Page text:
It’s tempting to throw in an interesting aside. It’s human to go off on a tangent. Always take a separate editing pass to focus on this point.
Write down the promise you made to your reader and cut anything that obstructs or distracts from that promise.
Never Think You Have It All Figured Out
I am NOT an expert. I will never be an expert. I’ve probably learned .000001% of all there is to know. That means each day offers an opportunity to learn something new.
Be wary of anyone who claims to have All the answers, or even most of the answers.
Learn And Implement
Everyone loves to learn. We have the books and courses to prove it. I make it a point to learn from others. I make the time to do it because it allows me to grow.
I’m not in a race to read the most books or watch the most videos. There’s an old saying that you learn by doing. Whenever I learn something new about writing or about the subjects I write about, I try to implement it. A technique might sound fabulous to you, but it won’t do you any good if you never put it into practice.
Learn something new. Try it. Evaluate the results. Try again. That’s learning.
It’s also how you improve.
Fear Diminishes But Never Disappears
I wrote for sixty days in Google docs before I ever published a story anywhere on the web. I was terrified.
“What if nobody reads it?”
“What if people read it and hate it?”
“What if people read it and love it? Then I’d be under intense pressure to repeat the success. How will I manage?”
Your brain is adept at concocting irrational fears. Those fears have diminished with time and experience, but they never disappear — a mentor of mine used to tell me this advice.
“If you’re not at least a little bit afraid to hit publish, you haven’t pushed hard enough.”
If you finish a story and feel little to no fear, then maybe you played it too safe.
Sometimes It Takes Two, Three Or Four Attempts
One of my earliest stories was about nostalgia. I wrote about it from a marketing perspective. It’s a powerful tool to attract and hold attention. The story went nowhere.
A few months later I tried it again, and it performed well. The second story had a tighter focus. I stated the ideas clearly. This phenomenon has occurred several times. It often takes two, three or more attempts to clarify your thoughts and write them in a way that resonates with your audience.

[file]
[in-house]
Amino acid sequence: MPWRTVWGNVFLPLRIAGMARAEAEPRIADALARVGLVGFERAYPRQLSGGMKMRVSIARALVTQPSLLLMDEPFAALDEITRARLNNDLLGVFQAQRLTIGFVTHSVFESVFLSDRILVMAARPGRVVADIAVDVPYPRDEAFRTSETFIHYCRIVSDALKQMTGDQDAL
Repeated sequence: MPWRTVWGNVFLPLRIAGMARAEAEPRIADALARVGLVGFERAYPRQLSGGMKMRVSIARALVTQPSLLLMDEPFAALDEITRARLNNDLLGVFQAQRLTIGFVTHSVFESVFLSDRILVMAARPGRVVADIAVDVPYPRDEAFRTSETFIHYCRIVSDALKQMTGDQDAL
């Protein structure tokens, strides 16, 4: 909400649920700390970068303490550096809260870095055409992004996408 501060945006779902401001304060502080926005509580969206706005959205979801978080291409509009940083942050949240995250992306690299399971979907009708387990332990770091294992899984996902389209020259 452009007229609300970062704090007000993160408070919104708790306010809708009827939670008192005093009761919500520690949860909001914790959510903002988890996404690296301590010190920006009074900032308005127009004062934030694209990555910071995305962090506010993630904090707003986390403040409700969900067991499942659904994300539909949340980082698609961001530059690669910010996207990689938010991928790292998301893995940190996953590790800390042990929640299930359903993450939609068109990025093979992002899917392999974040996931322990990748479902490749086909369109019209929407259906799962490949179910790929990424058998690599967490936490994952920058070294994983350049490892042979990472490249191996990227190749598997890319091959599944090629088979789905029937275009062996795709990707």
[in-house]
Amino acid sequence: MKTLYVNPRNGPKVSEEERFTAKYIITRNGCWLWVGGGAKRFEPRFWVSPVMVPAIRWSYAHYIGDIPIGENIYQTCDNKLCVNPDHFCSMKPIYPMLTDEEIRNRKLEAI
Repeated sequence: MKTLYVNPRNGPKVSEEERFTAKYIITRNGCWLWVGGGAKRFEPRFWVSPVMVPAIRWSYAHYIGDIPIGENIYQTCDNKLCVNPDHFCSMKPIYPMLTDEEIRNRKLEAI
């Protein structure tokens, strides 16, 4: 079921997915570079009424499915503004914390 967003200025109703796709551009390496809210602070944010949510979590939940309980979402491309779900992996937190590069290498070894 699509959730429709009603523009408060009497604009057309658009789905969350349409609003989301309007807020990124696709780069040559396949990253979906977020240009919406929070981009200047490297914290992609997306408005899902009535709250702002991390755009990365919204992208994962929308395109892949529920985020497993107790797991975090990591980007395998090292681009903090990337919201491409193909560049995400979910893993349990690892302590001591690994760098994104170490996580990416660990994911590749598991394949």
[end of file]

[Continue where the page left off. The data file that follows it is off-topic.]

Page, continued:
If you feel confident about an idea, keep at it until you get it right.
It’s worth the effort to you and your audience.
You Don’t Need All The Answers
It’s okay to write about a theory on life, relationships, business, whatever and tell your readers that you haven’t figured it out yet. It’s okay to write about your failed business, dating screw-ups or parenting struggles. It’s valuable information for others. It tells us what we should avoid trying ourselves. There is value in that. Plus, let’s be honest.
Who doesn’t take a little guilty pleasure in hearing about the misfortunes of others?
Complexity Is Your Enemy
You should never have to read a sentence twice to understand its meaning. People today are busier than ever. We read stories on our phones while gulping down a coffee and rushing to our office. Don’t make your readers’ job harder by adding unnecessary complexity. Avoid words that only a Ph.D. would understand (if unavoidable, define it). There are so many entertainment options, and it is too easy to click away to find something else.
Readers of all educational levels appreciate clarity, brevity and simplicity.
Here’s an effective question to ask yourself as you edit.
“Would a reader who knows nothing about X understand this?”
If the answer is no, keep working on it.